2011 Ultimate 10-Ball Championship

The three-day Ultimate 10-Ball Championships have ended, with Allison Fisher and Mike Dechaine crowned the new champions in their respective divisions. Fisher came through a 54-player ladies’ field to best Kelly Fisher in the finals, while Dechaine bested Jeremy Jones in the 93-player men’s field. In the women’s hot seat match, there was no contest. Allison Fisher blew past Angelina Paglia to a 5-1 lead and only allowed her opponent one more game before winning 7-2.

Mike Dechaine
Mike Dechaine

Darren Appleton left the stage after another brutal match, this time against Charlie Williams. The players split the first two racks, but after that it was all Williams, who capitalized on every mistake made by Appleton. When Williams was up 5-1, Appleton was at the table but scratched and conceded the remaining four balls. He received a warning, as it is against the rules to concede racks, and they kept playing. Williams reached the hill in the next game, and when he fouled in the next rack on a jump shot, Appleton took a point, but when Appleton scratched on the break in the next, Williams cleared the table to win 8-2. Mike Dechaine made quick work of Jeremy Sossei in the other match 8-4.
Jason Klatt
In a slow-moving hot seat match between Jeremy Jones and Jason Klatt, the score seesawed to 7-6 in Jones’ favor. A defensive battle over the 1 ball ended with Jones playing a rather weak safe that led to a double-hill match. Another safety bout on the 2 ball in the final rack gave way when Jones saw an opening and took it, running out to win 8-7.
Paglia continued to struggle in the women’s semifinals, as Kelly Fisher was primed and ready to earn a rematch with A. Fisher, who had bested her hill-hill in the winners’ side final four. K. Fisher surged ahead and only allowed Paglia two games to her credit before winning 8-2. Dechaine continued on his rampage in the quarterfinals, facing off against Williams and shooting into the lead. Reaching the hill 7-3, Dechaine took his turn at the table when Williams came up dry on his break. It turned into a defensive maneuver, with numerous innings traded before Williams fouled, giving his opponent ball in hand. “The Fireball” blazed through the last rack and advanced to the semifinals 8-3.
The men’s semifinals and the women’s finals, both races to 10, started and ended at the exact same time. Dechaine held an early lead, but Klatt drew within a game at 3-2; meanwhile, the Fishers’ score was knotted at 2 each. Fisher was struggling with her game and missing uncharacteristic shots, while Dechaine and Klatt were into defensive maneuvering in their match. Klatt took the lead for the first time in the match at 5-4, while A. Fisher missed the 10 ball at 3 apiece and K. Fisher took the lead 4-3.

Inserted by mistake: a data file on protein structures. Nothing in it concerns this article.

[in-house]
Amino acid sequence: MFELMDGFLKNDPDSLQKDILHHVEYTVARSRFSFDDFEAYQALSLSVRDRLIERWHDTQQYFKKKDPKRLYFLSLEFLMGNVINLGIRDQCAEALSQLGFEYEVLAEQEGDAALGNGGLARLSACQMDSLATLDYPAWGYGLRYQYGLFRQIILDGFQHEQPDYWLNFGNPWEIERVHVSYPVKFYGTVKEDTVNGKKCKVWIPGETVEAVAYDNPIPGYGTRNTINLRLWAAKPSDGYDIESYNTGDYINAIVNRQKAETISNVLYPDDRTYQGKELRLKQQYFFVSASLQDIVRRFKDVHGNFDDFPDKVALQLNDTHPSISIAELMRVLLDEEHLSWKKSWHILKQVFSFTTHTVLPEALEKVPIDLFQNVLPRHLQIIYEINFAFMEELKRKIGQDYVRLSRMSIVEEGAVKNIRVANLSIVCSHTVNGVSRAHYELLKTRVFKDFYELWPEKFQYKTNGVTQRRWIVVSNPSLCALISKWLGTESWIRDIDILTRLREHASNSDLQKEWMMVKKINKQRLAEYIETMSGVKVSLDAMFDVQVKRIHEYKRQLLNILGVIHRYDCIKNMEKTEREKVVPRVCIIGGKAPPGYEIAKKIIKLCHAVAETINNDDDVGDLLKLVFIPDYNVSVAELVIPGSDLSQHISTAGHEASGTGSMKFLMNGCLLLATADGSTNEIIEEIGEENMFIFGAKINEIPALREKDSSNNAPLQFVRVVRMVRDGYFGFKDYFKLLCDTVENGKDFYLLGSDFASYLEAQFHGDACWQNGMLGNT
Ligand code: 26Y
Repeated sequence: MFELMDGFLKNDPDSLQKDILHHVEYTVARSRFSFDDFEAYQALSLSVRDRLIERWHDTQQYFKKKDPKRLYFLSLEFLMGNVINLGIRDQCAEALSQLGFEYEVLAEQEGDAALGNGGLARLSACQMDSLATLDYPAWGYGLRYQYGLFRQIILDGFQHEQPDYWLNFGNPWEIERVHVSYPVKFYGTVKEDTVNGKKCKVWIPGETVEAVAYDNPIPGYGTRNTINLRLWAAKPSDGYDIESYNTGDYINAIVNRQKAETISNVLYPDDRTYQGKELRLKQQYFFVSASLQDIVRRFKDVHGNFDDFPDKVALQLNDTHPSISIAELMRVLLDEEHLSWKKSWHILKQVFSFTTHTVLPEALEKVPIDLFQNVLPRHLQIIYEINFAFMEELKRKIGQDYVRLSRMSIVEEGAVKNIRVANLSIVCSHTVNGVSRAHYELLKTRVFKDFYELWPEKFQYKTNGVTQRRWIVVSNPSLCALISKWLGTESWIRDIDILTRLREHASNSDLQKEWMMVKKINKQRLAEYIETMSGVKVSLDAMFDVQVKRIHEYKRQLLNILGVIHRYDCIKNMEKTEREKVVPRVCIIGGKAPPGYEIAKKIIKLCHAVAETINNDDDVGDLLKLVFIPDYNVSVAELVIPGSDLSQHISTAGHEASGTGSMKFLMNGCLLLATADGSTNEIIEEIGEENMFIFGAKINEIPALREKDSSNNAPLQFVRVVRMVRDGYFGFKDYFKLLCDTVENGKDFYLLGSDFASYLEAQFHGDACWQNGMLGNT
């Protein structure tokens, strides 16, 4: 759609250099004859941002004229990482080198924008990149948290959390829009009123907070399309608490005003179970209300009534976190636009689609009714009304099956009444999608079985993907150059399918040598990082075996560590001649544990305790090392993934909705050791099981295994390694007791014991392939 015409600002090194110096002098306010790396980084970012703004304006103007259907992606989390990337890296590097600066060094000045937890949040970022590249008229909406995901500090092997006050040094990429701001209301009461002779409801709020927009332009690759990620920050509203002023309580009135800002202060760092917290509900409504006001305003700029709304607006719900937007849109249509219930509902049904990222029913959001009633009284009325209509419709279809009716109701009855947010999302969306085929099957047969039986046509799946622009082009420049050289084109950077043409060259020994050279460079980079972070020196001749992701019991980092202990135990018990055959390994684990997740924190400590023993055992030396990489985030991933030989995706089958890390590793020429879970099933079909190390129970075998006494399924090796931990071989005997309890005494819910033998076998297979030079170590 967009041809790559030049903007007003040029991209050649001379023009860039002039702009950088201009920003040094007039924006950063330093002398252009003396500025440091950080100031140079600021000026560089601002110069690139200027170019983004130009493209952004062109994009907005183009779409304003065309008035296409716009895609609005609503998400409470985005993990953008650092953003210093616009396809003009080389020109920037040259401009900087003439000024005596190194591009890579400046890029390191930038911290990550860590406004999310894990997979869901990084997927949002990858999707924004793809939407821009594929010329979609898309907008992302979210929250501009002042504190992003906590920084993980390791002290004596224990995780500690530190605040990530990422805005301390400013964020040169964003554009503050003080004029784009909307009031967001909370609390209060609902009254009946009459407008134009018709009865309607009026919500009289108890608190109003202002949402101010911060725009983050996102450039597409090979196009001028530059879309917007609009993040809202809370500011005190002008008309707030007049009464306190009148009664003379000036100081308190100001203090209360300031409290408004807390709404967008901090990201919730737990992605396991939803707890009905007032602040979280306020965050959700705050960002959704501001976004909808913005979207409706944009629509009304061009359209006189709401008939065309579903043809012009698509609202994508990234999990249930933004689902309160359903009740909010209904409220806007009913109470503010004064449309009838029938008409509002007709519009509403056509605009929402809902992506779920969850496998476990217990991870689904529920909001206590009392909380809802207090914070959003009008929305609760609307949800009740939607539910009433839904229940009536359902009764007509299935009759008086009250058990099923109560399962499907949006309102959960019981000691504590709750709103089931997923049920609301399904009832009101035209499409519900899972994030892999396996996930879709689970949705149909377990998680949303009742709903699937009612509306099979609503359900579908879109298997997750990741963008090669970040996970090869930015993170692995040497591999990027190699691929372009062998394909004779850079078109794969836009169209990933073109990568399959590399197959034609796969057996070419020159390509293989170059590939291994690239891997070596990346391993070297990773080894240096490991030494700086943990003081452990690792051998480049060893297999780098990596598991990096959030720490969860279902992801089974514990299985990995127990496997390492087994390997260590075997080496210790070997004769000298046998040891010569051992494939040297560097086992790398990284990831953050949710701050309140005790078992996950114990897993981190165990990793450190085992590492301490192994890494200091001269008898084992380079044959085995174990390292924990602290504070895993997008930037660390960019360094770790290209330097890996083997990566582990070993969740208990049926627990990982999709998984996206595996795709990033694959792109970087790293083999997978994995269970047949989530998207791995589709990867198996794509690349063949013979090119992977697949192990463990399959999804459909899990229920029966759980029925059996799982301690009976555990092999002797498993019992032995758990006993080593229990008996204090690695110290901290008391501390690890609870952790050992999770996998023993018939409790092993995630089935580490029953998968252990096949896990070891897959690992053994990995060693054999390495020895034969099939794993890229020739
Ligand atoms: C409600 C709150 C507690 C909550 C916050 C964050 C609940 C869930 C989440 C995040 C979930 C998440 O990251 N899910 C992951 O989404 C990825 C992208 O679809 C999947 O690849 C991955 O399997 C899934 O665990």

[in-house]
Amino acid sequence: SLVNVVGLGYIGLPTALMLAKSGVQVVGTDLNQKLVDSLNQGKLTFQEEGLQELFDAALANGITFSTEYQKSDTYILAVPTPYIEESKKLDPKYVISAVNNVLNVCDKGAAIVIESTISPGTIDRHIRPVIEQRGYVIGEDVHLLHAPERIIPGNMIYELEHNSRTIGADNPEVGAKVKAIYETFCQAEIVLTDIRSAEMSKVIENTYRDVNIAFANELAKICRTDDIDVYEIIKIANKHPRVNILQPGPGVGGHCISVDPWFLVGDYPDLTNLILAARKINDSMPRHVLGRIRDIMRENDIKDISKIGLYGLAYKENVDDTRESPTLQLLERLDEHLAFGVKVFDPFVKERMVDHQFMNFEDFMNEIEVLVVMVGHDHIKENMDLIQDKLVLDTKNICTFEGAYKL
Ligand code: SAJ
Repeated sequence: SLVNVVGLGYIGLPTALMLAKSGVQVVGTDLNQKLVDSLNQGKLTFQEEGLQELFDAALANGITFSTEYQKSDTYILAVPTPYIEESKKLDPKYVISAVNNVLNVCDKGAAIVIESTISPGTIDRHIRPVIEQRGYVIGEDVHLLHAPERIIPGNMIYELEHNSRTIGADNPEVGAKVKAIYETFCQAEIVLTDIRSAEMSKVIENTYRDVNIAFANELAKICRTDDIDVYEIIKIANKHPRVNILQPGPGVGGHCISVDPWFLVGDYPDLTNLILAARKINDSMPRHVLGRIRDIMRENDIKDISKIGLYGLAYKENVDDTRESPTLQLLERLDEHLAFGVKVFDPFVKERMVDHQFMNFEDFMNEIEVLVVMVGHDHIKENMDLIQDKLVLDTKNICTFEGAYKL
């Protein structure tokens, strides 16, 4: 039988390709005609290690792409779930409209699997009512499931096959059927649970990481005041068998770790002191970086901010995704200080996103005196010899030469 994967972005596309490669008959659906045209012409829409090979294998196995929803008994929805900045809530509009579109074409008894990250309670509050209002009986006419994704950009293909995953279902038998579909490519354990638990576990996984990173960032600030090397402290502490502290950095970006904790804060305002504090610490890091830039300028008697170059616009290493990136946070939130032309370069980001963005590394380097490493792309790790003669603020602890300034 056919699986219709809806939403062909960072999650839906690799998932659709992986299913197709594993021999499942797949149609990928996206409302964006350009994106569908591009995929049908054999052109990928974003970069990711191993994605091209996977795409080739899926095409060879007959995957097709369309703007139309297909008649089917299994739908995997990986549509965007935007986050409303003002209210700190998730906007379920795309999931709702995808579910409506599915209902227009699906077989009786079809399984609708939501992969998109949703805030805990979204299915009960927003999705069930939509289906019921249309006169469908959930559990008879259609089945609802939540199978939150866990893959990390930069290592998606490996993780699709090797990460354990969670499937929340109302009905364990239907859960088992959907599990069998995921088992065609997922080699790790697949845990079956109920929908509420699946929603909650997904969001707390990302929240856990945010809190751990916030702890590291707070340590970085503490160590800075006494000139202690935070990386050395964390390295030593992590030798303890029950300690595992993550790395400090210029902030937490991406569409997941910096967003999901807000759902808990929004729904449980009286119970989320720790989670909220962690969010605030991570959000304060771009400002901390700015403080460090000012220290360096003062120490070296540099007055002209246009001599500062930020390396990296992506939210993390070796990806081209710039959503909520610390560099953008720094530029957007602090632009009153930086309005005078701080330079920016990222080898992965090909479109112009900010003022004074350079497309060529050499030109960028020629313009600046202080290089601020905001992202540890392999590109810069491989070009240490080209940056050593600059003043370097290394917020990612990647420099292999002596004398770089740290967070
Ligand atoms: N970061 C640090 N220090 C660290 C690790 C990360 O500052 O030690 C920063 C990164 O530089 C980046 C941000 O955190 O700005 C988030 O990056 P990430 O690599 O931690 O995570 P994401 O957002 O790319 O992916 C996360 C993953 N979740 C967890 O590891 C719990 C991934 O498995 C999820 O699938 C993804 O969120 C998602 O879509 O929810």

Brittany Bryant
Brittany Bryant

It was about this time that the referees introduced the shot clock to both matches. Klatt got another step closer when Dechaine fouled and he got ball in hand, but “The Fireball” won the next two racks after a foul by Klatt to make it 6-all. Meanwhile, K. Fisher had inched ahead to 7-4. A. Fisher dug deep and settled in to win the next three racks. A break and run by A. Fisher put her in the lead 8-7 with two to go. K. Fisher fouled and gave A. Fisher ball in hand in the next, which A. Fisher ran out to take the hill. A lengthy safety battle in the next rack saw K. Fisher leave A. Fisher an open shot on the 3 ball. A. Fisher had a tough move from the 4 to the 7, but she nailed it and had an easy out from there to win 10-7.
The men’s semifinal match seesawed to 9-7 Klatt, but then Dechaine outmaneuvered Klatt in two safety skirmishes to take the next two, making it double-hill. Dechaine broke in the final rack and made two balls and opted to play safe on the 1. It came down to the 2 ball, with Klatt playing a marginal safety. Dechaine had an opening and went for it, clearing the remaining balls to win 10-9.
In the men’s finals, Jones and Dechaine traded the first six racks with neither player notching more than one error each. Then Dechaine pulled ahead by three racks to make it 6-3 in the single extended race to 12. Jones restored parity, though, with several outstanding games. The players traded the next four racks, and then Jones took a deliberate foul after Dechaine left him a tough shot on the 1 ball, and Dechaine was able to run out to take the lead 9-8. When Jones scratched on his next break, Dechaine jumped up but missed a back cut on the 4 ball. However, Jones missed the 5, which Dechaine then hung in the side. Jones was back at the table and made it 9-all. “Double J” was the first to make it into double digits when he cleared the table after an empty break by Dechaine, but then Dechaine gained some momentum in the next when Jones left him a bank shot on the 9 ball, which he made for perfect position on the 10 to make it 10-all. Dechaine broke and ran the following rack to reach the hill. Though Jones made a ball on his next break, while attempting a short cut on the 4, it caromed off the 5 and just missed the corner pocket. With six balls left on the table, Dechaine ran out easily to take the title 12-10.
Article courtesy of Inside Pool
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